AfCFTA: Why Nigeria is not Competing Effectively in Agro Exports


Segun Awolowo

Chinedu Eze

Before COVID-19 and the closure of Nigerian borders with its West African neighbours, the Chief Executive Officer of Nigeria Exports Promotion Council (NEPC), Segun Awolowo, said Nigeria’s informal sector recorded at least N41 billion annually across the West African states.

But since the COVID-19 lockdown and thereafter, cargo freighting has taken a new trajectory and while there is high demand for perishable goods from Nigeria, bureaucratic hindrances, lack of sincerity and corruption imbedded in the agencies in charge of approving cargo for export, have ensured that Nigeria lagged behind other nations, especially in Africa.

This explains why Nigeria may not take advantage of the African Free Trade Area (AfCFTA), which eliminates tariffs on intra-Africa trade, making it easier for businesses to trade within Africa and benefit from their own growing market; introduce regulatory measures such as sanitary standards and eliminating non-tariff barriers to trade.

The Managing Director and CEO of ABX World Limited, Captain John Okakpu who noted that AfCFTA has the potential to lift millions of people out of poverty and end food insecurity on the continent, said Nigeria has not been positioned as the ‘real’ stakeholder for agro-export under this agreement.

He said that Nigeria’s participation and gain from AfCFTA in the agricultural value chain, depends on the effectiveness and implementation of government policies, especially in the agricultural sector.

He said that AfCFTA would form a $3.4 trillion economic bloc, which Nigeria cannot afford to be out of.
According to him, available reports show that trade between African nations in agricultural products as a percentage of Africa’s total agricultural trade remains below 20 per cent long, one of the lowest in any region.

Total trade between African nations was only two per cent in the period 2015–2017, compared with 67 per cent in trade between European countries, 61 per cent in Asian countries, and 47 per cent in the Americas, according to United Nations Conference on Trade and Development (UNCTAD).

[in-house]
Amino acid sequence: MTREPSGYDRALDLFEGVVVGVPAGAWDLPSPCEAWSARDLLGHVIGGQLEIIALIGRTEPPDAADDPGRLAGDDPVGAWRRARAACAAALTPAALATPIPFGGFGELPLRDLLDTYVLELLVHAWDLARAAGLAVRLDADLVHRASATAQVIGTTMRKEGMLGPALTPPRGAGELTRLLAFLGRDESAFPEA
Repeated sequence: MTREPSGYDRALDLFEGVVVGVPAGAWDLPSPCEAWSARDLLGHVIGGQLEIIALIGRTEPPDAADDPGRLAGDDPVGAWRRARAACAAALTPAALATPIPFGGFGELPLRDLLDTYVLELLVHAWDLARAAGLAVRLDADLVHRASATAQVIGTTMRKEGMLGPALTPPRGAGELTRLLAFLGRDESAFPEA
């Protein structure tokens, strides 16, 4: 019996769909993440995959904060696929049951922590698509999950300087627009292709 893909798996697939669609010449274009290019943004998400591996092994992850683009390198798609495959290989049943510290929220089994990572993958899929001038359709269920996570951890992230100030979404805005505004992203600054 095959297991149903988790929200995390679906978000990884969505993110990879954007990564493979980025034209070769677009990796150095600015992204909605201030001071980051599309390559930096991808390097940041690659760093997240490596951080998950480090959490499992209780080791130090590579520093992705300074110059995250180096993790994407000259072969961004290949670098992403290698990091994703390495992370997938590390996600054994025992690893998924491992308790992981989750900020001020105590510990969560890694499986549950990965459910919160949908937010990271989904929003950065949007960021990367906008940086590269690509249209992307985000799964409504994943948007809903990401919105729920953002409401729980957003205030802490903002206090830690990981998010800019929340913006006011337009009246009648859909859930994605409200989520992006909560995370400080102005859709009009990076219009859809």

“Now, AfCFTA intends to change the narrative. It has created the world’s largest free trade area, representing the 1.2 billion consumer market, and mandates states to remove tariffs and non-tariffs in order to boost shipments and services between nations, and boost economic growth in doing so,” Okakpu said.

He also observed: “If you look at the trend, Africa exports agricultural products such as tomatoes, onions, vegetables, cocoa, coffee, cotton, yam tobacco and spices to the nations of the world to earn significant foreign exchange. But the continent imports important foods such as cereals, vegetable oils, dairy products and meat in large quantities. Now, our neighbouring countries have positioned themselves to benefit from AfCFTA by building robust logistics and cost-effective export systems.

Okakpu chaired a 28-member Nigeria Agro Set-Up Committee inaugurated by the Federal Ministry of Industry, Trade and Investment (FMITI), with a mandate to reinvigorate broad national agricultural activities across the country.

With that wealth of experience, he noted that capacity building for farmers, regulators and top government officials is another major factor that must be considered for the country to get her acts together.
He said that the most basic of agro export requirements is the knowledge of Good Agricultural Practices (GAP), which is completely missing in Nigeria.

“In addition to other benefits, it teaches and equips farmers on standard Farming Bookkeeping which helps farmers know, track and compare total costs of farm inputs and inflows from sales and in so doing help to maximize their profitability.
“As it is now we will continue exporting our products to the world market through another country and definitely will get worse under AfCFTA. For every N1 we are going to make, those countries our products are transiting will be making N10. There’s no shortcut here or lobbying, it’s grassroots, that grassroots are the farmers with Certifications/Traceability of their farms and products.

“That notwithstanding, knowledge of GAP enables farmers to increase their yields per hectare by employing latest, world class and more efficient farming techniques. Similarly, farmers who have Global GAP certifications and training are automatically linked to off-takers who buy off their agricultural farm produce right from the farm gate at international market rates thus saving most farmers from losses derived from low sales and prices that ultimately lead to loan defaults,” he said.
Okakpu remarked that the regulators and other government officials also need to be informed on why “cost should be reduced; on why farmers deserve cost-effective interest loans; why the logistics value chain must be rejigged if we are going to benefit from AfCFTA.”

It has become evident that Nigerian perishables are being rejected and as reports indicate, the continued rejection of Nigeria’s food exports in foreign countries showed that Nigerian government workers are simply not doing their work.

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Publish date : 2021-11-25 21:18:30

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